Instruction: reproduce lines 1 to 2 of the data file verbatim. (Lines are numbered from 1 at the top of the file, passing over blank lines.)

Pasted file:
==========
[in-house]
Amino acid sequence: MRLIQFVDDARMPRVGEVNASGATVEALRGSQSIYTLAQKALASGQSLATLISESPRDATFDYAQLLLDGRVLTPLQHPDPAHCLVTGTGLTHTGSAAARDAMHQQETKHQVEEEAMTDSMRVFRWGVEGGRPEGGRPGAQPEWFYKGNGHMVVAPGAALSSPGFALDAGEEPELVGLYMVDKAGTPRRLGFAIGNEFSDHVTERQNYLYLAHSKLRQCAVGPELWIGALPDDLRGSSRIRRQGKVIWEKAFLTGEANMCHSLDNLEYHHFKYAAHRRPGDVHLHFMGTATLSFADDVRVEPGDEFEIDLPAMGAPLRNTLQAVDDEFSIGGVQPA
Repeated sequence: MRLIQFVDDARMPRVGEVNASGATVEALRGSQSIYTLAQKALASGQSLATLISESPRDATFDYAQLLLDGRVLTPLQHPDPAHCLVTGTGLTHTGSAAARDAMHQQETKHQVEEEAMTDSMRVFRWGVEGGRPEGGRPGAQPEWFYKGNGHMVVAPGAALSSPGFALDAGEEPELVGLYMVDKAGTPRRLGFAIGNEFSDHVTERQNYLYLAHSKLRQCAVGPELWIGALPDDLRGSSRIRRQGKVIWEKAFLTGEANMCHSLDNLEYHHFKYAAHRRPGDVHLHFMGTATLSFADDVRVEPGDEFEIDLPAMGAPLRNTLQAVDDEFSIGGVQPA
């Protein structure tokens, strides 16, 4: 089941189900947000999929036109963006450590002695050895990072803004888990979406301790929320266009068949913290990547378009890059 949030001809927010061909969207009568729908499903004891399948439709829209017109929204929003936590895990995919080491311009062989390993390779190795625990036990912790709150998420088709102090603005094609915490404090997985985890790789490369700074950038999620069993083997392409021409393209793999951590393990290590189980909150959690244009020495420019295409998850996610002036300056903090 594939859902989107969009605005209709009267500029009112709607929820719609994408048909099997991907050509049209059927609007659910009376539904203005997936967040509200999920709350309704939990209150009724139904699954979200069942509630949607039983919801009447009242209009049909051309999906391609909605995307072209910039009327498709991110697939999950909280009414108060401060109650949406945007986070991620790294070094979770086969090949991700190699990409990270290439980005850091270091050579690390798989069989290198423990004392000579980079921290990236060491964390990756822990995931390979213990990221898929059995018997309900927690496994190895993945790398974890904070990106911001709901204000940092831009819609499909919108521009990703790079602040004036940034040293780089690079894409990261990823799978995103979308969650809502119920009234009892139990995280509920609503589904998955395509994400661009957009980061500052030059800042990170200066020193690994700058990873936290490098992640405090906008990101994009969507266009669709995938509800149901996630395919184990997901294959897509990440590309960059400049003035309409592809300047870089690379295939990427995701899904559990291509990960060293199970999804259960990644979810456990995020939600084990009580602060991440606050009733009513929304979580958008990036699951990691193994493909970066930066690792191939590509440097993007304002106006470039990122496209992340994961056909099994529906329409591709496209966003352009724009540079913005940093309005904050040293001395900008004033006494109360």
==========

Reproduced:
[in-house]
Amino acid sequence: MRLIQFVDDARMPRVGEVNASGATVEALRGSQSIYTLAQKALASGQSLATLISESPRDATFDYAQLLLDGRVLTPLQHPDPAHCLVTGTGLTHTGSAAARDAMHQQETKHQVEEEAMTDSMRVFRWGVEGGRPEGGRPGAQPEWFYKGNGHMVVAPGAALSSPGFALDAGEEPELVGLYMVDKAGTPRRLGFAIGNEFSDHVTERQNYLYLAHSKLRQCAVGPELWIGALPDDLRGSSRIRRQGKVIWEKAFLTGEANMCHSLDNLEYHHFKYAAHRRPGDVHLHFMGTATLSFADDVRVEPGDEFEIDLPAMGAPLRNTLQAVDDEFSIGGVQPA